Put a banana in a blender, and you don’t expect to get it back. But blend up a bunch of living cells and research suggests that you maybe should.
If simply left alone, the liquid innards of a cell—its cytoplasm—have a surprising capacity to reassemble, even without components that appeared essential to some scientists. Experiments described in a November 2019 Science article revealed the unanticipated extent of this talent and delved into its mechanics. They vividly illustrated how well equipped cells are to restore themselves to order after chaos intrudes, and they might brighten the prospects of scientists who hope someday to create completely artificial cells.
“It was really an accidental discovery, the sort of experiment you would conceive of an 8-year-old doing,” said James Ferrell, a chemical and systems biologist at Stanford University School of Medicine. “Just take a bunch of eggs and smoosh them up and see what happens.”
When Xianrui Cheng, a postdoctoral researcher in Ferrell’s lab, first witnessed the eggs unscrambling themselves, he was looking for something else: signals that tell cells to die. As a normal part of healthy growth and development, an organism sometimes needs for some of its cells to die on schedule. Cheng wanted to see how the signal responsible for this cellular suicide (apoptosis) spreads within a cell, and to do so, he needed cytoplasm.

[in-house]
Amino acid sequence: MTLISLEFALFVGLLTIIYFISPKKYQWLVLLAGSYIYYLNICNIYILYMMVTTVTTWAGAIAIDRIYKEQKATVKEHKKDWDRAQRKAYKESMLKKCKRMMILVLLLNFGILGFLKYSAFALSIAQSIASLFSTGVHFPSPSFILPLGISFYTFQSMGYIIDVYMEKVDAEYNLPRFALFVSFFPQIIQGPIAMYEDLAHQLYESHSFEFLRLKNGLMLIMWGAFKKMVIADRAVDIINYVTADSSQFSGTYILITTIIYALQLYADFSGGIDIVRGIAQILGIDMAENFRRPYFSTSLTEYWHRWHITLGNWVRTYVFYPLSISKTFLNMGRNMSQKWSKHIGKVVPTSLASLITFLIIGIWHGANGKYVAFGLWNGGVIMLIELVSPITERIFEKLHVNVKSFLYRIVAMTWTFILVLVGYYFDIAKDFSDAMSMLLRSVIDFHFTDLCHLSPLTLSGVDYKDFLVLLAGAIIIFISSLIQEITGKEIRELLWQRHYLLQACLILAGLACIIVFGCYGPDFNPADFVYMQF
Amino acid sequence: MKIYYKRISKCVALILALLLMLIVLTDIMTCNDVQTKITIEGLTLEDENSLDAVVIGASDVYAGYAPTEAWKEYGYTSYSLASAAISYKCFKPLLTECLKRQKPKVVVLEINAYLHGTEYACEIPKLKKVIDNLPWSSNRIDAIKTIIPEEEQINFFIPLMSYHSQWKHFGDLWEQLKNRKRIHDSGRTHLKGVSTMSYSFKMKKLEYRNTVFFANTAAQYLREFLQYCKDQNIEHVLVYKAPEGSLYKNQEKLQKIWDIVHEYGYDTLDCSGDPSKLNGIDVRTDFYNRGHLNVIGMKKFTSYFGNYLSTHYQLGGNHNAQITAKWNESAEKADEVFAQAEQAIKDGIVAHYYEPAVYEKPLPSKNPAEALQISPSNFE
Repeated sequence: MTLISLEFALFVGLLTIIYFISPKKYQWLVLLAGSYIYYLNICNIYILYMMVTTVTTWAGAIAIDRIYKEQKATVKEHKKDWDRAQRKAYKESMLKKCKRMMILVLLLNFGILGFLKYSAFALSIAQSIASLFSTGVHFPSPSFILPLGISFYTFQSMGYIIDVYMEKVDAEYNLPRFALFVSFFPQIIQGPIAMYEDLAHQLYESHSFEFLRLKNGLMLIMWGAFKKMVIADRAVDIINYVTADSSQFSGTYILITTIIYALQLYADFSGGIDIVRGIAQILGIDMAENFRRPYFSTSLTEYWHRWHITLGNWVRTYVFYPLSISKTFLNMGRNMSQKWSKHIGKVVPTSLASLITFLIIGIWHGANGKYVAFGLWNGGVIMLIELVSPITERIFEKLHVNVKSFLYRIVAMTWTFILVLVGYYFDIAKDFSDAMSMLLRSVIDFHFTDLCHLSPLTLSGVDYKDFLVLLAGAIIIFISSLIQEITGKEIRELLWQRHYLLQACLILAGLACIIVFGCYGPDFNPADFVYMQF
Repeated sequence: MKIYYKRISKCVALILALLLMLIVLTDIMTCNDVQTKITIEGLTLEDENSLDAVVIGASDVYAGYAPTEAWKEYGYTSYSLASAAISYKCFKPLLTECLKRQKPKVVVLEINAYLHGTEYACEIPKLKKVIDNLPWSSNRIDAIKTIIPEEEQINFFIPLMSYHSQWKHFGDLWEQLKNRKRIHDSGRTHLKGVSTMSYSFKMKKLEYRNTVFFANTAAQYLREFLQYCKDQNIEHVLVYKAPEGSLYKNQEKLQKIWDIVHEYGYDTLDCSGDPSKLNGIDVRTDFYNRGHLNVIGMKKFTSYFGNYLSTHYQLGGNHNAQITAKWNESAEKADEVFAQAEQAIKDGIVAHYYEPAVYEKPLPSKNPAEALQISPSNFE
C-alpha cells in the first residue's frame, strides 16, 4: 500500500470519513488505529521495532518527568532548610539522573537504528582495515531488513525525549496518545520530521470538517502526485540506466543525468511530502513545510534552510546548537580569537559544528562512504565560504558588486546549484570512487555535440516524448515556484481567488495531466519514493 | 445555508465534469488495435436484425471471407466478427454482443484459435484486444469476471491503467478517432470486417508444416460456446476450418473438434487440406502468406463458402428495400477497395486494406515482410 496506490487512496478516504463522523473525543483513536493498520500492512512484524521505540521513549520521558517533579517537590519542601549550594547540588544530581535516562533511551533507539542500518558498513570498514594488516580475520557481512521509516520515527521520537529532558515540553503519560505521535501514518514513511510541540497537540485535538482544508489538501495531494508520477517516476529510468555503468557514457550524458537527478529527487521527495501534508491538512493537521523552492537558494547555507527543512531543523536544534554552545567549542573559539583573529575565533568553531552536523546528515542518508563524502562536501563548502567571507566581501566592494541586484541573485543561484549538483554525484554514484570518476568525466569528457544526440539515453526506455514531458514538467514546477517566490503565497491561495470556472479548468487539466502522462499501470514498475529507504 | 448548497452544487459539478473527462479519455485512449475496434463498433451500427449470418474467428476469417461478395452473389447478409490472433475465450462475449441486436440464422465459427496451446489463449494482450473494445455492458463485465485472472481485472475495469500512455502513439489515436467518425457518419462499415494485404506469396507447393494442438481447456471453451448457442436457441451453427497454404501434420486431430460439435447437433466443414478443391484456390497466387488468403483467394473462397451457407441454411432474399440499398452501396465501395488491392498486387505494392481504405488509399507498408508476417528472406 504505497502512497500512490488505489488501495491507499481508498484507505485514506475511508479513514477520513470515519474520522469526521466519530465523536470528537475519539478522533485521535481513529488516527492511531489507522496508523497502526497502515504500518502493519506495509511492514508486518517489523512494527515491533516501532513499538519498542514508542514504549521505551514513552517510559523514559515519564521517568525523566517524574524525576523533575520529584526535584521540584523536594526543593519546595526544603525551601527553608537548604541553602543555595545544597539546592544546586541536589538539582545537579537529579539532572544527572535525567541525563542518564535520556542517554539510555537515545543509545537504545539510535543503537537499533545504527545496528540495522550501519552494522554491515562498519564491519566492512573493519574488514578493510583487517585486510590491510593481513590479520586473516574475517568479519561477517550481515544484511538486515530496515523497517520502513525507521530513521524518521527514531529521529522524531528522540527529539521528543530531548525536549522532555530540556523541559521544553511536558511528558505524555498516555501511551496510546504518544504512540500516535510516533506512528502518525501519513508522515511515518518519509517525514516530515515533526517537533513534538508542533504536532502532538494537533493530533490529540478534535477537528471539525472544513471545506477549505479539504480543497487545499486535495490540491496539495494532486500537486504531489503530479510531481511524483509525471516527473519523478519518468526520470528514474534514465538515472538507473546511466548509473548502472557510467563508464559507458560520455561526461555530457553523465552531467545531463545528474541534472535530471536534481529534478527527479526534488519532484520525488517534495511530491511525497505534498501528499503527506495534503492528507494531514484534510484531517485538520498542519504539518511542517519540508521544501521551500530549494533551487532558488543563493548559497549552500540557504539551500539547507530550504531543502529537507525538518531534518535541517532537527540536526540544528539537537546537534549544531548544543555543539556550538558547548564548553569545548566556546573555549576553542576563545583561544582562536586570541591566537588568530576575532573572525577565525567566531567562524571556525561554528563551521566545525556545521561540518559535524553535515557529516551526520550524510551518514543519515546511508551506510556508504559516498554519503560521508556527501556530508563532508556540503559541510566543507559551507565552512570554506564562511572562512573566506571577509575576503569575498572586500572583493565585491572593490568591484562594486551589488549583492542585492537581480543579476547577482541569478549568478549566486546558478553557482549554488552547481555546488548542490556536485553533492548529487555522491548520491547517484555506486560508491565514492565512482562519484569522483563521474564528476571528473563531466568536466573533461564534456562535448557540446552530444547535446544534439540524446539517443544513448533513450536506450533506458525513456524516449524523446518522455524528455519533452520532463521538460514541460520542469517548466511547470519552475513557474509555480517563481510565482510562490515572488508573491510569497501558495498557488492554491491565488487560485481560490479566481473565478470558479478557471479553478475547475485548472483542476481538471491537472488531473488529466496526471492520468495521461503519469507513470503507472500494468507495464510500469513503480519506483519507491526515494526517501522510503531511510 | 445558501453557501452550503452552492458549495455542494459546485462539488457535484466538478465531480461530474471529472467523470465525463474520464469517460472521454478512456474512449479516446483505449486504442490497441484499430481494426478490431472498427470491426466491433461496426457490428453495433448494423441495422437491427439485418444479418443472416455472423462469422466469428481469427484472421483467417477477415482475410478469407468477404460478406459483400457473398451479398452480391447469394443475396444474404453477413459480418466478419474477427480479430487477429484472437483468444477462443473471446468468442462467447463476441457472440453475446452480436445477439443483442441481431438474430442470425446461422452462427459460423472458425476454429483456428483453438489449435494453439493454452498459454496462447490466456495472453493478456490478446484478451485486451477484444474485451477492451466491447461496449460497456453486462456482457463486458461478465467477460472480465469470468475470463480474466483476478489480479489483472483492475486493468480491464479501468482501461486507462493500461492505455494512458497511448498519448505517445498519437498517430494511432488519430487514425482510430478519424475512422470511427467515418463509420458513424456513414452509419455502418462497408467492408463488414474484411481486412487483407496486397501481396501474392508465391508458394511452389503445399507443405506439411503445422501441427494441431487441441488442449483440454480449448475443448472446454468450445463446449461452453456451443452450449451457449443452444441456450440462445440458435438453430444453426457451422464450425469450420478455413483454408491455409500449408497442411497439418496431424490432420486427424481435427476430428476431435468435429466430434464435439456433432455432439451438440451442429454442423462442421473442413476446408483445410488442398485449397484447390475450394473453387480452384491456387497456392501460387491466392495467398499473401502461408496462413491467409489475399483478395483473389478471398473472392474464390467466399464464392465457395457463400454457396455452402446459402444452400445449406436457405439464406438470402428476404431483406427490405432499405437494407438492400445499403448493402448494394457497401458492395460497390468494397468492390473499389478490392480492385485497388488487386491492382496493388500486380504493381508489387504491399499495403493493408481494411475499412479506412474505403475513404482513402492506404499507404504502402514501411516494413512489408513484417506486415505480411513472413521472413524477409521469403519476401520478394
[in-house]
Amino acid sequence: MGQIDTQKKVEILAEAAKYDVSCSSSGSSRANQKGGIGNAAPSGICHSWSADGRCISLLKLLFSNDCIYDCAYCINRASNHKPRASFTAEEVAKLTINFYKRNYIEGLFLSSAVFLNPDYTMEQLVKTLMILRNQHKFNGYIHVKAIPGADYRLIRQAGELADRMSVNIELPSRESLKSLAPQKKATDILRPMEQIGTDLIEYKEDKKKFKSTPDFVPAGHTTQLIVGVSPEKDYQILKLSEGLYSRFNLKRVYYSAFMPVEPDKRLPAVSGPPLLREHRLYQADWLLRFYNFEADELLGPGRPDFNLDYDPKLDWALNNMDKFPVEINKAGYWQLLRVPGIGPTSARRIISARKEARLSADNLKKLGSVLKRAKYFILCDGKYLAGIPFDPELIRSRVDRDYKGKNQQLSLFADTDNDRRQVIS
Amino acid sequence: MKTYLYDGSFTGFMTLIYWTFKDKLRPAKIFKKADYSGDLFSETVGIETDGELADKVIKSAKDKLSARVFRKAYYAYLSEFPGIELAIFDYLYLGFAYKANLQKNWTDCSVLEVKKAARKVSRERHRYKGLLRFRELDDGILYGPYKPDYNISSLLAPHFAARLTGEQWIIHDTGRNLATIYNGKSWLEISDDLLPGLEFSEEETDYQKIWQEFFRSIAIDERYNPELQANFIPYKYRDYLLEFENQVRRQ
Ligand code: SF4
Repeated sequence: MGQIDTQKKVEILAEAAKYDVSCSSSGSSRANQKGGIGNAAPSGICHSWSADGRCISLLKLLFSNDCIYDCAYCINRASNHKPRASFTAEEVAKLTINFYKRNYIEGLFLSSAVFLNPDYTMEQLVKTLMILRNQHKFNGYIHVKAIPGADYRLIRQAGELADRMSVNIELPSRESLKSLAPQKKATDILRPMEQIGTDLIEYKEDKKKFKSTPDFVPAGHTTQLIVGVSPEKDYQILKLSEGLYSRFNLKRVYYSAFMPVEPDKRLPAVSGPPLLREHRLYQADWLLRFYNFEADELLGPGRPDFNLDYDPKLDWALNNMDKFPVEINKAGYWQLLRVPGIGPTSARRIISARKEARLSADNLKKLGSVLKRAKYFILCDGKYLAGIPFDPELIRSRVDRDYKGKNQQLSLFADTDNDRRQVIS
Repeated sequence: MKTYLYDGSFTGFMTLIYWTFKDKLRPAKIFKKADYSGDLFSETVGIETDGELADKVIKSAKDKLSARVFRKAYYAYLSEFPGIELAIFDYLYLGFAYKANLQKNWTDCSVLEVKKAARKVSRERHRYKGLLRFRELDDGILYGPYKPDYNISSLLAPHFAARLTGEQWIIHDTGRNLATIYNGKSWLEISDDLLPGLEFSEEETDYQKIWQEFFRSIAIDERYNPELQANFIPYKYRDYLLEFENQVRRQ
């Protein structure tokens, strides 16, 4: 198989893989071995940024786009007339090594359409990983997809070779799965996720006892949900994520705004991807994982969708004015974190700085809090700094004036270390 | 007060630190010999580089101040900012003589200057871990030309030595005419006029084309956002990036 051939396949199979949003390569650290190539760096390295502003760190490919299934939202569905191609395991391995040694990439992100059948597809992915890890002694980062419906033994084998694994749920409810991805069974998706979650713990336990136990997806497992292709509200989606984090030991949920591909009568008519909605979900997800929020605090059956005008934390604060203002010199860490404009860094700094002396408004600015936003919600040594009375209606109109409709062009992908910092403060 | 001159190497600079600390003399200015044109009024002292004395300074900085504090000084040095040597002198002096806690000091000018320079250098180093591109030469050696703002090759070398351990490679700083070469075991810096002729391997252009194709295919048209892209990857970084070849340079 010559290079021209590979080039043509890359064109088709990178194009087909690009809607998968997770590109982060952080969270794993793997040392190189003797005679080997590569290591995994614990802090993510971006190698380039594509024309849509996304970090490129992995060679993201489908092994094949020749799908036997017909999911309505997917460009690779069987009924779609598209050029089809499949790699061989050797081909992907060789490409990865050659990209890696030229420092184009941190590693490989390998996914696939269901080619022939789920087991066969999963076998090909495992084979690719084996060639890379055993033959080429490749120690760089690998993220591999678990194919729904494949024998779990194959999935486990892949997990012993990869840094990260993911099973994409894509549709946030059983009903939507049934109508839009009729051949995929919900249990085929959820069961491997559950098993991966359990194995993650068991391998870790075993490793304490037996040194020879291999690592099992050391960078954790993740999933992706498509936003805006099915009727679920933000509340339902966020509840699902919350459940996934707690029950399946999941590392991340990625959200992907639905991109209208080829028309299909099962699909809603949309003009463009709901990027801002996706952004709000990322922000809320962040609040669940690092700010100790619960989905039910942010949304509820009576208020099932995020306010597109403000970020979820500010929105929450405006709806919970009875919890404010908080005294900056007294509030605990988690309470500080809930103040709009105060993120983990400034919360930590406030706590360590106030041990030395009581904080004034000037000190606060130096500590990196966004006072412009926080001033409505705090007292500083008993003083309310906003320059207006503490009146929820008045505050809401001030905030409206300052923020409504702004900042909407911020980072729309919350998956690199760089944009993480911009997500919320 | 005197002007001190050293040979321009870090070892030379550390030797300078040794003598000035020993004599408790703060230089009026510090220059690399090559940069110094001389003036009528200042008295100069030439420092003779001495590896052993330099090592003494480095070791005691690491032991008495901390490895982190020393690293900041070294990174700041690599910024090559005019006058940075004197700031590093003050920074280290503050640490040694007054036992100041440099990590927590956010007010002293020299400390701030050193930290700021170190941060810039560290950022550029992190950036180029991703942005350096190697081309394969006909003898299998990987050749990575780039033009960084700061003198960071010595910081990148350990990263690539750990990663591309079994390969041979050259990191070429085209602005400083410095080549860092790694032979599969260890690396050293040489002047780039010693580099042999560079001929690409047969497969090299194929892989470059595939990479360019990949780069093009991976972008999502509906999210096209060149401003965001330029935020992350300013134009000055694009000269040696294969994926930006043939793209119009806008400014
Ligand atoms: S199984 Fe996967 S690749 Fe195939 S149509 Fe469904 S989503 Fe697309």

He got it in a way an 8-year-old would approve of, by blending a mass of eggs from a common lab animal, the squat African frog Xenopus laevis, in a centrifuge. The sizable egg cells each measure more than 1 millimeter across, which makes them bountiful sources of cytoplasm.
Next, Cheng added frog sperm, although his intent wasn’t (and couldn’t be) to fertilize the mixture. Instead, from previous studies of apoptosis, he knew that as the death signal spread through the cytoplasm, the nuclei from the sperm would vanish. If he exposed one end of a tube of the cytoplasm to a trigger for apoptosis, then the disappearance of the nuclei would mark the signal’s spread.
But before death arrived for the nuclei, he noticed something odd about them. Rather than remaining at their initial random positions, the sperm nuclei appeared to be repositioning and organizing themselves. When Cheng looked at a drop of the cytoplasm more closely on a slide under the microscope, he watched the nuclei space themselves out in a lattice-like formation. Moreover, the cellular organs (organelles) and skeletal proteins arranged themselves around the nuclei, creating compartments that, to Cheng, resembled a sheet of skin cells.